Survey: Green Homes are Still Too Expensive

http://www.motherearthliving.com/The-Good-Life/survey-green-homes-are-still-too-expensive.aspx

“The reality about green homes and what the public actually thinks about them are not always one and the same,” Tom Halford writes this morning in Triplepundit. “In fact, they can be disparate enough that it would warrant continued action by organizations supporting green homes to increase awareness about the benefits of these homes and to dispel any myths.”

Halford’s assessment is based on a survey that his employer, Whirlpool Corporation, recently conducted with the National Association of Home Builders (NAHB) on the public’s perceptions about the state of affordable and green housing in the United States. The survey found that builders and consumers generally perceive green homes as affordable to live in but more expensive to purchase. Eighty-seven percent of builders believe green homes are affordable for middle-income families to live in, but 30 percent said green homes were not affordable for the segment to purchase or build. Sixty percent said that green homes were not affordable for low-income families to purchase or build.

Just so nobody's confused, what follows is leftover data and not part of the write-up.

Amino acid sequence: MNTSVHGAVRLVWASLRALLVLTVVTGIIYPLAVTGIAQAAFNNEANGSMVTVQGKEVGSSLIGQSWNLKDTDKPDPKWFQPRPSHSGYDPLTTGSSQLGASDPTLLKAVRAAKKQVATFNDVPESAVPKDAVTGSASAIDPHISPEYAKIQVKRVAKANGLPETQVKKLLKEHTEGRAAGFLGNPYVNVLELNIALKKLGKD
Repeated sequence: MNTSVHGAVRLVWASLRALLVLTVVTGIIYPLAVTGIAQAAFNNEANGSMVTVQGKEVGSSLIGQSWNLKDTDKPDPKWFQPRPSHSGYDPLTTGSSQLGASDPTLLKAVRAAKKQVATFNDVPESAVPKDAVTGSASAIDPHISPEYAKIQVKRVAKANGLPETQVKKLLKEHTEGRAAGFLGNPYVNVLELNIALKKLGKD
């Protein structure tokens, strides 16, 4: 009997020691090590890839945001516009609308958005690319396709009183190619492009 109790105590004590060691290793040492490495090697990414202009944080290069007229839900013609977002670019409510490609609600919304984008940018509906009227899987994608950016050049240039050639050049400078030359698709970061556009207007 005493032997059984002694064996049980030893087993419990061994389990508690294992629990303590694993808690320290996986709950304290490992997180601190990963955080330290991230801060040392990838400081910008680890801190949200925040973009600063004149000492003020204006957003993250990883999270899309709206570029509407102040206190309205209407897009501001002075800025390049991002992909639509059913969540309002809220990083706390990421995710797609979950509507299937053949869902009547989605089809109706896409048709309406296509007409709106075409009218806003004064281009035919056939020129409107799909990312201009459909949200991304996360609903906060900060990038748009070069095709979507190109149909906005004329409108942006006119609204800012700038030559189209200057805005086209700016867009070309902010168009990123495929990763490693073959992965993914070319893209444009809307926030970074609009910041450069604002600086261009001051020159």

The public is generally in favor of continued efforts to build more green homes. The survey found that 64 percent of respondents indicated that savings from green home features were sometimes worth the added costs and efforts. Seventy-seven percent of consumers said that green homes are important to them—but lower costs are key. Fifty-nine percent of consumers said that lower-cost products and materials are needed to make green homes more affordable, and 75 percent of builders agreed.

“The findings we have thus far clearly show us that this is something the public is looking for,” Halford writes. “It’s up to the companies and organizations involved in green building to help educate the public further on why this is such an important endeavor and why it can be affordable to all.

heathers house 

Heather Ferrier built her green home in Texas for $115 a square foot--a relative bargain. Photo by Paul Bardagjy